The Centre has further streamlined the merger approval process for start-ups under the ‘fast track merger’ scheme introduced in 2016, now binding the Corporate Affairs Ministry (MCA) to time-bound decision making on merger proposals filed under the scheme.

The MCA has now through the amendment to the Corporate (Compromises, arrangements and amalgamations) Rules introduced the concept of ‘deemed approval’ so as to address the issue of bureaucratic delays in corporate restructuring, especially the ‘fast track scheme’.

The new dispensation would go live from June 15, MCA has said.

As per the amendments, under the deemed approval concept, if the Central Government does not issue a confirmation order within sixty days of receiving a proposal in the fast track scheme, it will be deemed that there are no objections, and the confirmation order will be issued accordingly. 

Furthermore, if there are no objections to a fast track merger proposal from Registrar of Companies and Official Liquidator within thirty days of filing of scheme, the Centre will be obligated to issue the confirmation order within 15 days after the expiration of the aforementioned thirty days.

Earlier, a timeline of 60 days was prescribed only for referring the matter to NCLT in case any objection was received or if Regional Director deemed it necessary to refer to NCLT. However, in the earlier dispensation, if no objection was received, no timeline was prescribed for issuing the confirmation order.

Amit Aggarwal, Partner, Nangia & Co, said “Overall, the amendment represents a significant step in India’s corporate restructuring arena. These amendments are poised to revolutionize the mergers and amalgamations process, enhancing efficiency and expediency. 

However, it is imperative to note that these changes remain inherently restrictive in nature, focusing primarily on schemes that uphold public interest”.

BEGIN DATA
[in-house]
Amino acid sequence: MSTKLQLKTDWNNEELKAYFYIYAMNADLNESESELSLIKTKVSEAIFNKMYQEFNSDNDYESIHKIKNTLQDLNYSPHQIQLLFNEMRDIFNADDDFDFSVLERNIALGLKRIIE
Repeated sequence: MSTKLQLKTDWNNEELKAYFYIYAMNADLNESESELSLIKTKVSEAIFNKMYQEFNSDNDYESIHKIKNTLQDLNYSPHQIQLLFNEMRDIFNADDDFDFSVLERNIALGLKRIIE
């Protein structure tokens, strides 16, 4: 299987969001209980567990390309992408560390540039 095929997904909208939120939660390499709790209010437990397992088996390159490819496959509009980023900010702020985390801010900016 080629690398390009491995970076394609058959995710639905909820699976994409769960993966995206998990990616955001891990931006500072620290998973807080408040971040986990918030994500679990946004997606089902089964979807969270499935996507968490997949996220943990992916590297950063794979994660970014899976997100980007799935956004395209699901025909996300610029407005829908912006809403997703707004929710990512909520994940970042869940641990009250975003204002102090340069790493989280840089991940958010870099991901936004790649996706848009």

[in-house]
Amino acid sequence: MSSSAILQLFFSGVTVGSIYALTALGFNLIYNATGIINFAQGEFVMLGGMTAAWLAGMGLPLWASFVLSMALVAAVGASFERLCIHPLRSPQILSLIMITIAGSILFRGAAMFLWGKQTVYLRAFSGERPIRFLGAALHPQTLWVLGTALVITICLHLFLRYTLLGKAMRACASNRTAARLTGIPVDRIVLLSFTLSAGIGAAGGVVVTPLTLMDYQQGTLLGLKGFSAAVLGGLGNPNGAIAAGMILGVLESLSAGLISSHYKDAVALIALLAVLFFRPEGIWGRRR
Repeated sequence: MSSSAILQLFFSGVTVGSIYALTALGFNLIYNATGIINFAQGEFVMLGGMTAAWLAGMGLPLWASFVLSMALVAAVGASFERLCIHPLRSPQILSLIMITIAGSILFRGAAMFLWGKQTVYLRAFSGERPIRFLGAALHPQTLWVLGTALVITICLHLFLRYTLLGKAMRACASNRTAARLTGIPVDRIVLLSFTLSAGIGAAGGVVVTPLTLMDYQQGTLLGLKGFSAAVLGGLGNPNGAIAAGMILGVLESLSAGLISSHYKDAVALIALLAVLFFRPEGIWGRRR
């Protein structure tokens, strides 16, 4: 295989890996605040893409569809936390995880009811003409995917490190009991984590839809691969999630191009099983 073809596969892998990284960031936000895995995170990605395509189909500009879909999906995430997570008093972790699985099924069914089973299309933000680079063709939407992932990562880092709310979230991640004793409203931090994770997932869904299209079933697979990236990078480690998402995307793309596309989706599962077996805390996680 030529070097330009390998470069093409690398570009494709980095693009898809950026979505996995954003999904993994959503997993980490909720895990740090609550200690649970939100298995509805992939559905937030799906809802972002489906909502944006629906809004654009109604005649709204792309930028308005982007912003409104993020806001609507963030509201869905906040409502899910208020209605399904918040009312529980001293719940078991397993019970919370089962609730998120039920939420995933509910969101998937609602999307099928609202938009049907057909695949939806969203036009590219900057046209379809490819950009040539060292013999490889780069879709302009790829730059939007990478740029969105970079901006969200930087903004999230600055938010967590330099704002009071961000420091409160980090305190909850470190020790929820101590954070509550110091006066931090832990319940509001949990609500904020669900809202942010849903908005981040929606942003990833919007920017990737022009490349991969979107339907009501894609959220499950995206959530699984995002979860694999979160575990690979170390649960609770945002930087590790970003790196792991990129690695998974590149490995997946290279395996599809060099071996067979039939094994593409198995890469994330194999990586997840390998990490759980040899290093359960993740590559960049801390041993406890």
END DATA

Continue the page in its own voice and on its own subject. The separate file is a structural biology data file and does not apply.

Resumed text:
Yashojit Mitra, Partner, Economic Laws Practice, said the objective of the recent notification, seems to be positive. 

It is clearly identifying timelines within which the government needs to take action. The good part is that there is a deeming provision that if certain decision is not taken within the prescribed time it is a deemed confirmation which situation was not there earlier. 

It is also positive from the perspective that the government is trying to kind of complete this process within a prescribed time frame so as to really fast track the process. “We will still have to wait and see how it is implemented out in the real world but it is definitely a positive step”, Mitra said.

Jyoti Prakash Gadia- Managing Director at Resurgent India, said that the latest MCA rule change would facilitate time-bound decision-making and bring about clarity in the procedure of dealing with comments and objections received, if any, regarding a particular case.

Some experts highlighted that this MCA intervention was long awaited as earlier Startups had to “wait for eternity” to hear from the government even if the proposal was filed under fast track scheme. 

Infact some Registrar of Companies (RoCs) even privately discouraged Startups from filing under the ‘fast track’ route and recommended them to go to the NCLT process itself, which seemed to work faster.

What is fast track merger?

It maybe recalled that Section 233 of the Companies Act, 2013 provides a simplified procedure for Merger and Amalgamation of certain companies wherein these companies need not follow the lengthy and complicated procedure as provided under Sections 230 to 232 of the Act. 

This simplified procedure is called “Fast Track Merger” and Section 233 was notified by the MCA on December 7, 2016. 

Certain classes of companies — Startups, small companies and holding and subsidiary companies were given an alternative option of merger, with fewer legal requirements and a quicker approval and registration process. 

In fact, the fast-track merger mechanism was introduced to offer a cost-effective solution, with no intervention of the National Company Law Tribunal (NCLT); no requirement of a special audit; and no administrative formalities.